After providing informed consent, participants were given the information that perceptual fluency is the subjective experience of the easy of stimulus processing caused by the perceptual characteristics of the stimulus. Then participants in the belief 1 group (instruct participants to believe that words with high perceptual fluency will be remembered better) were given the following information:

Psychological research has shown that words with high perceptual fluency will be remembered better because processing fluent information needs less effort than disfluent information.

Participants in the belief 2 group (instruct participants to believe that words with low perceptual fluency will be remembered better) were given the following information:

Psychological research has shown that words with low perceptual fluency will be remembered better because disfluent information leads to stronger physiological arousal and make people put in more effort.

After receiving the instructions, participants need to report whether they fully understood the instructions. If they fully understood the instructions, they completed a study-JOLs task. In this task, learners were required to study 64 words with a 5s presentation time for each word. Immediately following the presentation of each word, learners were instructed to type a number from 0 to 100 that represented the probability of recalling that word in a memory test about 10 min later. Words were presented in random order. After completing the study-JOLs task, participants were asked: “Which words are better remembered, perceptual fluent words or perceptual disfluent words, or is it just as good?” Then they completed a 90s distractor task and memory test as in Experiment 1.

Results and Discussion

Among the 69 participants, two participants gave each word the same JOLs, so the data of these two participants were excluded. We first analyzed the results of the investigation after the study-JOLs phase. In the belief 1 group, 25 participants believed that items with higher perceptual fluency would get better memory performance. Similarly, in the belief 2 group, 25 participants believed that items with higher perceptual fluency would get lower memory performance. So we analyzed the data only including the participants who still believed the experiment instructions after the study-JOLs phase.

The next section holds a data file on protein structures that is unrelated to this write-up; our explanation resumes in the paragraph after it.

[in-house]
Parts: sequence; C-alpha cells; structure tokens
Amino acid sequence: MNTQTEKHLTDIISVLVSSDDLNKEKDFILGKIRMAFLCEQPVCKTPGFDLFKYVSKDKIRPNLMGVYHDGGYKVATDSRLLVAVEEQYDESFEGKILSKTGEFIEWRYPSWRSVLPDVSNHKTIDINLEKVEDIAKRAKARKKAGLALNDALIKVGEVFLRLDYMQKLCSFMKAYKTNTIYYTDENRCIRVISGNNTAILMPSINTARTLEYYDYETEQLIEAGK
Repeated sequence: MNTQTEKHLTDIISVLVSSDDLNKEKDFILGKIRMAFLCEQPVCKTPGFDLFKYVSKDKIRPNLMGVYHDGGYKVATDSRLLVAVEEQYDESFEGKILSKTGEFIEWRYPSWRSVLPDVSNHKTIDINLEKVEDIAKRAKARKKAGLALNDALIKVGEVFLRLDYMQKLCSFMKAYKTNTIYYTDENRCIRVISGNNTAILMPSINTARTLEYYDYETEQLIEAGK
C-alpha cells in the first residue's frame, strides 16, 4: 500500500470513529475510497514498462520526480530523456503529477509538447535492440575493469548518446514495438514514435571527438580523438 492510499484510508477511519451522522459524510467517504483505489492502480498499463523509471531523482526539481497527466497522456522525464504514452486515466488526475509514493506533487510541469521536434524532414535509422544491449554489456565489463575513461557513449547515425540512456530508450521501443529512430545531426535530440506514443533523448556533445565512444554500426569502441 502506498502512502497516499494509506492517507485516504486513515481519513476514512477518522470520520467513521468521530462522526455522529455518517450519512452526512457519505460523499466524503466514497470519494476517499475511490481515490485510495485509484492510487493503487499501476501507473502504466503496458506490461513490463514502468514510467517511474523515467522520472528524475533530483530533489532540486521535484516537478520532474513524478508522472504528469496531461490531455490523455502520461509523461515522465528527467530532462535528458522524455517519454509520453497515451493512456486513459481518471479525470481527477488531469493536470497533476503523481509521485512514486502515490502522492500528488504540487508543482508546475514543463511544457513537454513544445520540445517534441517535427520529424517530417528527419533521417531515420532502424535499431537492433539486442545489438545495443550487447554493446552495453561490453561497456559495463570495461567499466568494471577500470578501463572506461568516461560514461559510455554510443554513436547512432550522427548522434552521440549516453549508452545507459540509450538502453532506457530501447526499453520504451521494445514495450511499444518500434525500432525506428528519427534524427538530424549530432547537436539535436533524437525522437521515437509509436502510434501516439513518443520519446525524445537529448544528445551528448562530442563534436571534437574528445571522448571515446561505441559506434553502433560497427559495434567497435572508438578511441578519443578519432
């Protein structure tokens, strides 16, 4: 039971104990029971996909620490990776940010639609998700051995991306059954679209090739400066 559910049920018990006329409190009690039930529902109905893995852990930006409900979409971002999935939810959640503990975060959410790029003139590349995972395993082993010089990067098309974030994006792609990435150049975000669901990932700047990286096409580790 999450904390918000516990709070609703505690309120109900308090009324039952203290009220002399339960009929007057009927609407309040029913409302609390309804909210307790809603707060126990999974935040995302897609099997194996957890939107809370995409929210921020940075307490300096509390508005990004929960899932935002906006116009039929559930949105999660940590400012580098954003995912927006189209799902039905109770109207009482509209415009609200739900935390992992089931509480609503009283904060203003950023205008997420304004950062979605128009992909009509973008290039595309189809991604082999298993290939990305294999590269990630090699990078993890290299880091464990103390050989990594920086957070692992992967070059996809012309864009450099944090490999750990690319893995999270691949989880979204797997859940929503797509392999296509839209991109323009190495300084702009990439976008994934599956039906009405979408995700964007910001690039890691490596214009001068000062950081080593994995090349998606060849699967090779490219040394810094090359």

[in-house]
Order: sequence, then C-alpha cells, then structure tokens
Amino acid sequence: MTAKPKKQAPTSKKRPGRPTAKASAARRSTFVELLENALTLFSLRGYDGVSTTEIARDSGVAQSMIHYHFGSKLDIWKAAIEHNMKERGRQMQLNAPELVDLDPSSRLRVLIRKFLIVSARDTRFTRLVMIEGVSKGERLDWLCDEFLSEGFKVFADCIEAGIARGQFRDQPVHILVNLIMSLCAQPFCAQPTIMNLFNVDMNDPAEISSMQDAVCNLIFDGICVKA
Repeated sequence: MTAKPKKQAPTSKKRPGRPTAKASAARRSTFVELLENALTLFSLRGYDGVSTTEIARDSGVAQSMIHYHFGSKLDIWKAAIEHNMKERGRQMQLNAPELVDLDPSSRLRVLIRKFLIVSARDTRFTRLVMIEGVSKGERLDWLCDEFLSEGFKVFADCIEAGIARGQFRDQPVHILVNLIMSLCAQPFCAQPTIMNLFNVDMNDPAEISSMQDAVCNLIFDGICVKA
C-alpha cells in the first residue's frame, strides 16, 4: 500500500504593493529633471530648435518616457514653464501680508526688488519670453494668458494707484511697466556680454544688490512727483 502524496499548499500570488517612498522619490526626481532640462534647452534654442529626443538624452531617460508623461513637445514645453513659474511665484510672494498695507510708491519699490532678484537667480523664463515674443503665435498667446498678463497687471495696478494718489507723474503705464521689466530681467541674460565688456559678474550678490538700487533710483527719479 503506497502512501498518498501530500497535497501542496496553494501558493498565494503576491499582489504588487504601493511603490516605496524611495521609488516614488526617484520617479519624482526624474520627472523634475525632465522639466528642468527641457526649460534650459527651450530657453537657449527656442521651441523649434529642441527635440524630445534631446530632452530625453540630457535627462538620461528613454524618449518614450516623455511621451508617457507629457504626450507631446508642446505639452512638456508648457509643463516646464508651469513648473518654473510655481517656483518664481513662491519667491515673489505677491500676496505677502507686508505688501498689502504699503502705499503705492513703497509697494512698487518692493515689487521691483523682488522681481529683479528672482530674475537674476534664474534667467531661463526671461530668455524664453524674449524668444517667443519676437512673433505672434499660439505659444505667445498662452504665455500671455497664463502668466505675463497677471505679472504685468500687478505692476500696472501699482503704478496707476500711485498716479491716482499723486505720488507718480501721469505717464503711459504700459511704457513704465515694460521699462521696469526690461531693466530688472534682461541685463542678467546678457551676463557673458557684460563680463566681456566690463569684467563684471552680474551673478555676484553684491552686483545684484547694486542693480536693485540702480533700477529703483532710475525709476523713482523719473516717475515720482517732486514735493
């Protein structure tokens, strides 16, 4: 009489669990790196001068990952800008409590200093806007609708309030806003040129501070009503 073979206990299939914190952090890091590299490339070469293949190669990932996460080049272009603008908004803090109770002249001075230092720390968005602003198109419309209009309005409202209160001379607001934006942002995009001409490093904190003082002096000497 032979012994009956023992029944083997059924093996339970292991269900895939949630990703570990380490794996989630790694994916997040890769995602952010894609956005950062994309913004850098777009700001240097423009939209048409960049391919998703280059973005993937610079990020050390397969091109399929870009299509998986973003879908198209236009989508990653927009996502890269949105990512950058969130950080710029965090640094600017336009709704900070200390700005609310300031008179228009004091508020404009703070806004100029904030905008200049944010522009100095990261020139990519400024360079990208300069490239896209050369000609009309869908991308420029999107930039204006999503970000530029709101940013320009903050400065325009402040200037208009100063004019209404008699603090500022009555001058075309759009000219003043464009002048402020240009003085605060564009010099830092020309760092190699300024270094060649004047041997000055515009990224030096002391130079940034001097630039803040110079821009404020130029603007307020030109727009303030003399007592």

For recall performance, a mixed-design ANOVA was conducted with font size (9-pt vs. 70-pt) as the within-subject factor and belief (belief 1 vs. belief 2) as the between-subject factor. The main effect of font size, F(1,48) = 0.03, p = 0.858, the main effect of belief, F(1,48) = 0.26, p = 0.613, and the interaction between font size and belief, F(1,48) = 0.52, p = 0.476, were all insignificant.

For JOLs, a mixed-design ANOVA was conducted with font size (9-pt vs. 70-pt) as the within-subject factor and belief (belief 1 vs. belief 2) as the between-subject factor. The interaction between font size and belief was significant, F(1,48) = 12.97, p < 0.001, partial η2 = 0.21. A further simple effect analysis showed that the JOLs of large words (M = 57.24%, SD = 18.12%) were significantly higher than small words (M = 46.55%, SD = 18.77%) in the belief 1 group, F(1,24) = 23.17, p < 0.001 (see the left pair of bars in Figure 2), while there was no difference in JOLs between large (M = 55.56%, SD = 16.93%) and small words (M = 56.18%, SD = 15.42%) in the belief 2 group, F(1,24) = 0.08, p = 0.782 (see the right pair of bars in Figure 2).

FIGURE 2
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Figure 2. JOLs for large and small words of participants in different belief groups in Experiment 2. Error bar represents ±1 standard error. ∗∗∗p < 0.001.

Does Perceptual Fluency Affect Judgments of Learning Analytically?